Back pain is the most common medical problem in the United States. In 2003, Research America released the results of a survey of 1,000 people in the country showing that:
• 57 percent of all adults had chronic or recurrent back pain in the last year;
• 75 percent of people currently in pain had to make adjustments to their lifestyle because of their pain, including 33 percent who had to make major adjustments.
Americans spend from $50 billion to $61.2 billion per year on back pain, according to the Journal of American Medical Association. The costs of back pain – financial and emotional — can add up.
Most cases of back pain are due to injury or postural imbalances rather than conditions such as arthritis, fractures, or cancer. Here are some tips on how to take care of our backs this year:
• Be aware of posture. Most back pain is mechanical in origin, meaning that bad posture stresses ligaments, muscles, and other structures in the back that should not be stressed when someone maintains correct posture. It is no surprise that people spending more time in front of computers and TVs often have bad postures.
Changing postures frequently is required to spread mechanical pressure and stress over different areas of the back. In addition, to keep that good posture, a person must have strength throughout their core muscles, which are often neglected.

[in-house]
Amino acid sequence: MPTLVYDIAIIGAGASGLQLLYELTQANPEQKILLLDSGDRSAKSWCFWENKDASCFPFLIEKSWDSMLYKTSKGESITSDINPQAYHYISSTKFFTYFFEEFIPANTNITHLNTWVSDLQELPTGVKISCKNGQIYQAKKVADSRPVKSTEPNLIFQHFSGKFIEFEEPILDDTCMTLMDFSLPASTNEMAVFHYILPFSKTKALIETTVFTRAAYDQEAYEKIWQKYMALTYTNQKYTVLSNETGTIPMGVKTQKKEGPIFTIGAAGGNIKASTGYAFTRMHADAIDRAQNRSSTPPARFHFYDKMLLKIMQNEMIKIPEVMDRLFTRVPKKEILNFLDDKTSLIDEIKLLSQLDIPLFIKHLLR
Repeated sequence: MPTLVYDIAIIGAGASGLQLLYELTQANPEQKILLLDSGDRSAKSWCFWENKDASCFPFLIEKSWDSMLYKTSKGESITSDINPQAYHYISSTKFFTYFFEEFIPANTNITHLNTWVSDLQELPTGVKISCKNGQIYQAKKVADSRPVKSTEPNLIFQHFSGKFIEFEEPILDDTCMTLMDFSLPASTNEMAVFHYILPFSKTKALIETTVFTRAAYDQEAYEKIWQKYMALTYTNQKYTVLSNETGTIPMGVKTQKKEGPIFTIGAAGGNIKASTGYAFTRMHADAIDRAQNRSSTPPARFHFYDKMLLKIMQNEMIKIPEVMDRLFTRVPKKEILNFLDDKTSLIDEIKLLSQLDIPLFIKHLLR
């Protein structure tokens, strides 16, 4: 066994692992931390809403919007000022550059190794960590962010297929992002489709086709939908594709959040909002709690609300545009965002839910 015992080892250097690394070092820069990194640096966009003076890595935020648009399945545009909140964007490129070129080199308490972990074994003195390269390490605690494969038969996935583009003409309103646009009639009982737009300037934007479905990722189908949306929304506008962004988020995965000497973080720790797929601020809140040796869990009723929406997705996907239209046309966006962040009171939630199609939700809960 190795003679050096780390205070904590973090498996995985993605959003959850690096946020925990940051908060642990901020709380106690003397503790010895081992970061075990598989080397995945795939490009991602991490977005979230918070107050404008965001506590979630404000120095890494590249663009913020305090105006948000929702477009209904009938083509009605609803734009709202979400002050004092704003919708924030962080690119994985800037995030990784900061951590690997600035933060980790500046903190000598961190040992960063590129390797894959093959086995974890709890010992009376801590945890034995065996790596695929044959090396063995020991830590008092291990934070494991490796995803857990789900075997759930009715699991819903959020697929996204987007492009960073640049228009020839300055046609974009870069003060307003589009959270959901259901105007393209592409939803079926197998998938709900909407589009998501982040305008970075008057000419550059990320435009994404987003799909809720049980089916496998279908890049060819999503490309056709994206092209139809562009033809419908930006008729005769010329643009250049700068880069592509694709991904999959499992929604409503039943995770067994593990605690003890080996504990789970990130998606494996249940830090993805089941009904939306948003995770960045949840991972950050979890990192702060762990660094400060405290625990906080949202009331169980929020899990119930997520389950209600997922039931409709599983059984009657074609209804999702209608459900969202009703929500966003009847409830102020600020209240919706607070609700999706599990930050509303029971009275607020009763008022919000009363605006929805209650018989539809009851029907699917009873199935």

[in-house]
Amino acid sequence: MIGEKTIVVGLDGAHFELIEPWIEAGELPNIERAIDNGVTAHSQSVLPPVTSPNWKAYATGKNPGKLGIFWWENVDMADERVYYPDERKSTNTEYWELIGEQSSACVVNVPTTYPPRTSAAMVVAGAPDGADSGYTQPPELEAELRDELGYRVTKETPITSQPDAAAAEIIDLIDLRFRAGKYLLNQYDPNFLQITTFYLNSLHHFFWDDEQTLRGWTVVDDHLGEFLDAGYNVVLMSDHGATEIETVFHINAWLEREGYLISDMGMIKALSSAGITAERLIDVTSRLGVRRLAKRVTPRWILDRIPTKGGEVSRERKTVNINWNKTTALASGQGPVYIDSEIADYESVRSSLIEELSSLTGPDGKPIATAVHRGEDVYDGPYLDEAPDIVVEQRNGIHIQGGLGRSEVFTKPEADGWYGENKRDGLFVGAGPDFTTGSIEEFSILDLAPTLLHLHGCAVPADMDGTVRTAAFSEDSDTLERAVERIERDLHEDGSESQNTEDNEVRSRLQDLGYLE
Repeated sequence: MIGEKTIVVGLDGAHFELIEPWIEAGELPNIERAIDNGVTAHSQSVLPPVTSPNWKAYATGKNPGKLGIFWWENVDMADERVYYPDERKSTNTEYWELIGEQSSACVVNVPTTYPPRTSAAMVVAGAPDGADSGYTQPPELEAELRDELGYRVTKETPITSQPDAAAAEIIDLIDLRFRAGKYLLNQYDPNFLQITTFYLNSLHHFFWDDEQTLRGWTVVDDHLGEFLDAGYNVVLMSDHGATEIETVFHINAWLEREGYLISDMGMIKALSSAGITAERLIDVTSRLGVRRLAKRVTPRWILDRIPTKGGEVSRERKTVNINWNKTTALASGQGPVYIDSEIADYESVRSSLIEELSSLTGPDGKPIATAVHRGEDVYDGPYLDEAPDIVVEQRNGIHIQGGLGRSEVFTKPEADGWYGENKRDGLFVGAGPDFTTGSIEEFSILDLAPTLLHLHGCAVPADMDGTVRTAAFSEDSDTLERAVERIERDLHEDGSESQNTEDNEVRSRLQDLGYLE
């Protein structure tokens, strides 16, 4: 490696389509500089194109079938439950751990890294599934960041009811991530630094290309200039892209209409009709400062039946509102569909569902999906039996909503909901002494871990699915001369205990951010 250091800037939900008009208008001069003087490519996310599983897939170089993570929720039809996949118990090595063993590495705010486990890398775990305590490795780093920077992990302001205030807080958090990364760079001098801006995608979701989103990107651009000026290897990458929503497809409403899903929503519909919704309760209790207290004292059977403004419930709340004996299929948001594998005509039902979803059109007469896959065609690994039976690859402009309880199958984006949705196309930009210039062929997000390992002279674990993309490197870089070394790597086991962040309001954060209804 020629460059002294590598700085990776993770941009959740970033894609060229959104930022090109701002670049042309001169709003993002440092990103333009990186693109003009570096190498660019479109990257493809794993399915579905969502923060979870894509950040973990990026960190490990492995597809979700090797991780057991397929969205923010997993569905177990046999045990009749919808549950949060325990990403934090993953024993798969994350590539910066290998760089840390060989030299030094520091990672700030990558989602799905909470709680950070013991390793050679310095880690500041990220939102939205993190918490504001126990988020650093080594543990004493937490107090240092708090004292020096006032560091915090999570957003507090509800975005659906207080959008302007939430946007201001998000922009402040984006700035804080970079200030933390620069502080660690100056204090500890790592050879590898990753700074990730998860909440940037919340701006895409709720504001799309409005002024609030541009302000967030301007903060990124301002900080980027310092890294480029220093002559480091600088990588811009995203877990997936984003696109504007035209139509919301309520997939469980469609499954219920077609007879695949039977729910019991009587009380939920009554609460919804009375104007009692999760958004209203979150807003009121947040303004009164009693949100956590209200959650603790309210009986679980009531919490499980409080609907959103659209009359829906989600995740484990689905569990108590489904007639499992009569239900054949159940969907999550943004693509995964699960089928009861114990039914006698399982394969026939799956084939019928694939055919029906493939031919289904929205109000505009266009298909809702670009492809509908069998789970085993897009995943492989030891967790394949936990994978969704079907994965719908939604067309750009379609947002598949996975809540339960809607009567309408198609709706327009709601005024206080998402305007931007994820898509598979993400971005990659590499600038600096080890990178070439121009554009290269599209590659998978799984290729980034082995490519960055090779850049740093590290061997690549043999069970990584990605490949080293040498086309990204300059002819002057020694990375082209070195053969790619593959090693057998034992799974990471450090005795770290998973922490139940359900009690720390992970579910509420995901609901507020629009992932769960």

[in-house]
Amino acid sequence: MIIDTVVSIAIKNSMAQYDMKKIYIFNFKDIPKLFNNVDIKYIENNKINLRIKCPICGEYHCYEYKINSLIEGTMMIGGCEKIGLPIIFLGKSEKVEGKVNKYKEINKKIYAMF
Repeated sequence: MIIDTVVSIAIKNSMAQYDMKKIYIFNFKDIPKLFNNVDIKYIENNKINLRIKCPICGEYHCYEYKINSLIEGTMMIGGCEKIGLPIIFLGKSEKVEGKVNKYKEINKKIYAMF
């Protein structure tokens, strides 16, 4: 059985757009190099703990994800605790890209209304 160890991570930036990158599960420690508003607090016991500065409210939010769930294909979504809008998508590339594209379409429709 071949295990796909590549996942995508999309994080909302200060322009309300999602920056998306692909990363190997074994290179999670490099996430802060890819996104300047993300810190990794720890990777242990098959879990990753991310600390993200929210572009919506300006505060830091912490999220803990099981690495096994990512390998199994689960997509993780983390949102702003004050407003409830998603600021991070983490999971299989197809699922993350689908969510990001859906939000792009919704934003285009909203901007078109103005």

• Keep your abdominal muscles strong. Most frequently back pain goes hand in hand with abdominal weakness. Keeping the upper and lower abdominal muscles toned up is critical.
If there is weakness in the abdominal muscles, a person will often also have weakness in the upper back, lower back, or legs. These muscle groups are largely responsible for maintaining good posture and for protecting the spine.
Muscle-strengthening exercises must target the core and leg muscles as well.
• Stay flexible. If there is one muscle group prone to being tight and linked to back pain, it is the hamstrings. These are the powerful big bundle of muscles in the back of the upper legs.
When these muscles are tight, they tilt the pelvis and put a strain on the back. To reduce low back pain or to prevent low back pain, it’s imperative to stretch out the hamstrings. It is also beneficial to also address tightness in the hip muscles, thighs, calves, and, of course, the back muscles.
• Use good body mechanics. The idea is to avoid placing stress on the spine by using muscle strength and flexibility while maintaining good posture. This means keeping the spine in good alignment.
The thigh muscles, not the back muscles, are the powerful muscles to use when it comes to lifting. Turning the feet rather than twisting at the trunk will decrease the stress on the small muscles and ligaments attached to the spine. It is better to push heavy objects rather than to pull. Take the extra time to think before lifting.
Carol Lane, PT is the CEO of the Results Physical Therapy and Wellness Centers in Brewer, Dexter, and Dover-Foxcroft.